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Jump in numbers at juvenile center may foil closing plan
Recent overnight population threatens Preckwinkle's plan to shut part of facility this year

Thursday, February 28, 2013
Chicago Tribune
by John Byrne & Hal Dardick

Cook County Board President Toni Preckwinkle's high-priority push to eventually close the troubled juvenile detention center is running up against a recent jump in the number of youths locked up there.

On Wednesday, Preckwinkle said the increase in the number of young people incarcerated at the juvenile center could be due in part to more aggressive tactics by Chicago police to make arrests in response to the violence gripping the city.

The practical impact was laid out in a recent letter to county officials by Earl Dunlap, the administrator a judge brought in more than five years ago to try to right the ship at the Juvenile Temporary Detention Center. He wrote that Preckwinkle's plan to save $1.3 million this year by shutting a section of the center in June likely would have to be put on hold because there are too many people housed in the lockup to reduce the staff or number of beds.

In addition, Dunlap warned that one area of the center shut last year at a savings of $2.6 million might need to be reopened if the numbers remain high.

The administrator noted that federal court orders dictate how many people can be kept in each part of the building, located in the medical district west of downtown, and how many staff members must be working for each youth detained there. "Those aren't things I can choose to overlook," Dunlap told the Tribune.

Preckwinkle challenged Dunlap's argument that the number of beds at the juvenile center need to be increased because of recent high head counts. "We will never allow the JTDC to be overcrowded or understaffed," she said at a news conference after a County Board meeting. "However, at this time the numbers have not reached the point of needing to reopen a center. The uptick in numbers in January may be the result of a record-breaking month of violence in the city of Chicago, which often leads to increased police response.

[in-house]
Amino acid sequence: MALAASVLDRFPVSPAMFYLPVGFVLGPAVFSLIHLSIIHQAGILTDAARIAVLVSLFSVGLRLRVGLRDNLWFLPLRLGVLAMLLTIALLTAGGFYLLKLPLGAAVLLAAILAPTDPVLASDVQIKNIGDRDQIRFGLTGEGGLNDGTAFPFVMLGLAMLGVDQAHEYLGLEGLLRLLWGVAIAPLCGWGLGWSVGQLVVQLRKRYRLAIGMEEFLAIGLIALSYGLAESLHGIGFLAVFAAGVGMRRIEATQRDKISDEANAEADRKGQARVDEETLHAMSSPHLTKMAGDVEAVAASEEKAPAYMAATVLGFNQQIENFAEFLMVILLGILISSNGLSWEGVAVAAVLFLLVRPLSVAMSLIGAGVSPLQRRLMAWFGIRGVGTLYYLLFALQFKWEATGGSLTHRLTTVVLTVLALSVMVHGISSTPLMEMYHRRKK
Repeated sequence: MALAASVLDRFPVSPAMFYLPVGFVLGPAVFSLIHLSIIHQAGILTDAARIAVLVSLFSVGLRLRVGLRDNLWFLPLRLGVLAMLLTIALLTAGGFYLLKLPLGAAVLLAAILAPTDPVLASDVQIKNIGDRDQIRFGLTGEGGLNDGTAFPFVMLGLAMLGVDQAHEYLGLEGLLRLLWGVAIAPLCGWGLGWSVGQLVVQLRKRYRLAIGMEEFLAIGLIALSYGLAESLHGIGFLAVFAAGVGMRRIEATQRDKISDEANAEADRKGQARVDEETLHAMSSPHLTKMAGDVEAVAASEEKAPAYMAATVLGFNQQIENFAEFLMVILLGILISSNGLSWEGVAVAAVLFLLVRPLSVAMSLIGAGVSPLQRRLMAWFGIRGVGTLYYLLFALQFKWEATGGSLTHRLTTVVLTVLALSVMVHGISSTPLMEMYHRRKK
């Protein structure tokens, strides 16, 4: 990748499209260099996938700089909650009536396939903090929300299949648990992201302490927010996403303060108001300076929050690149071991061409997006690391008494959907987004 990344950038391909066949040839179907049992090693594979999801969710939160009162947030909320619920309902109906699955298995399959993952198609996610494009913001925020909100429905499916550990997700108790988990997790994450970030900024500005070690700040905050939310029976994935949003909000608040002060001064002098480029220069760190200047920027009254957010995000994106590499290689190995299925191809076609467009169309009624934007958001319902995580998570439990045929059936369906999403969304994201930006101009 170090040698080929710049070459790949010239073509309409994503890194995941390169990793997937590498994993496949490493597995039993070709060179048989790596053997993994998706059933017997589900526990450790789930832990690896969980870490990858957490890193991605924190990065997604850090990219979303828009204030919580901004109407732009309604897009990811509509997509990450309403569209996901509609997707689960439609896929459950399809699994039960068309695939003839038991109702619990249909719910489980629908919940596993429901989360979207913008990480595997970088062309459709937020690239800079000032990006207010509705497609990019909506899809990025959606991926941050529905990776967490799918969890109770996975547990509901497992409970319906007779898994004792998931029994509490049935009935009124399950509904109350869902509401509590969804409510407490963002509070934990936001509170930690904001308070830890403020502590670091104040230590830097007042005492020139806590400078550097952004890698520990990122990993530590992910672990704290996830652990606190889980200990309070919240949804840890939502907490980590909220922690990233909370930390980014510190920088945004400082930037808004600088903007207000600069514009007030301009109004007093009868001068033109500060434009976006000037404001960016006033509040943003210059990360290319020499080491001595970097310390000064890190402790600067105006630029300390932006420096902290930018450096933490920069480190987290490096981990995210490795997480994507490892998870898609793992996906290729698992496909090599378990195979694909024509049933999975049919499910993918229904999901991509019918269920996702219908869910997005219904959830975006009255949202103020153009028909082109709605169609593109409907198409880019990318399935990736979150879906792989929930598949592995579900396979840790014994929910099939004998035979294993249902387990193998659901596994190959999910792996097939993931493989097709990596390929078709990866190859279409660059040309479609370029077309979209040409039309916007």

" Chicago saw 42 homicides last month, the most for a January since 2002. On Jan. 29, 15-year-old Hadiya Pendleton was fatally shot in a park in the North Kenwood neighborhood near President Barack Obama's home, an incident that ratcheted up pressure on police and Mayor Rahm Emanuel to bring the shootings under control.

Dunlap has set the ceiling for the number of youths who can now be detained at the juvenile center at 280. To safely close another part in June, he said, the "sustainable resident population" should not exceed 235.

According to juvenile center records, the overnight population of the facility averaged 266 detainees in January, following a 2012 average of 257 per night. It hit 278 the day after Hadiya's shooting, and 281, the highest overnight population of the month, Jan. 31.

The average nightly population for the first 20 days this month was 273 people, according to juvenile center records.

Chief Judge Timothy Evans, who is slated to take over running the juvenile center when a federal judge relieves Dunlap of his duties, said in an email that the recent "spike" in the facility's numbers is due to "an increase in juveniles being brought in on outstanding warrants and an increase in juveniles charged with unlawful use of weapons.

" Benjamin Wolf, associate legal director for the ACLU of Illinois, said he thinks the surge in violence in the city has led to a higher population at the detention center in recent months. Police make more arrests, and judges become more reluctant to put youths in alternative programs of the type Preckwinkle has championed, he said.

When crime surges, "we end up seeing more kids detained, whether or not they have committed violent crime," Wolf said. "I think sometimes there is an overreaction and they crack down on the wrong kids."



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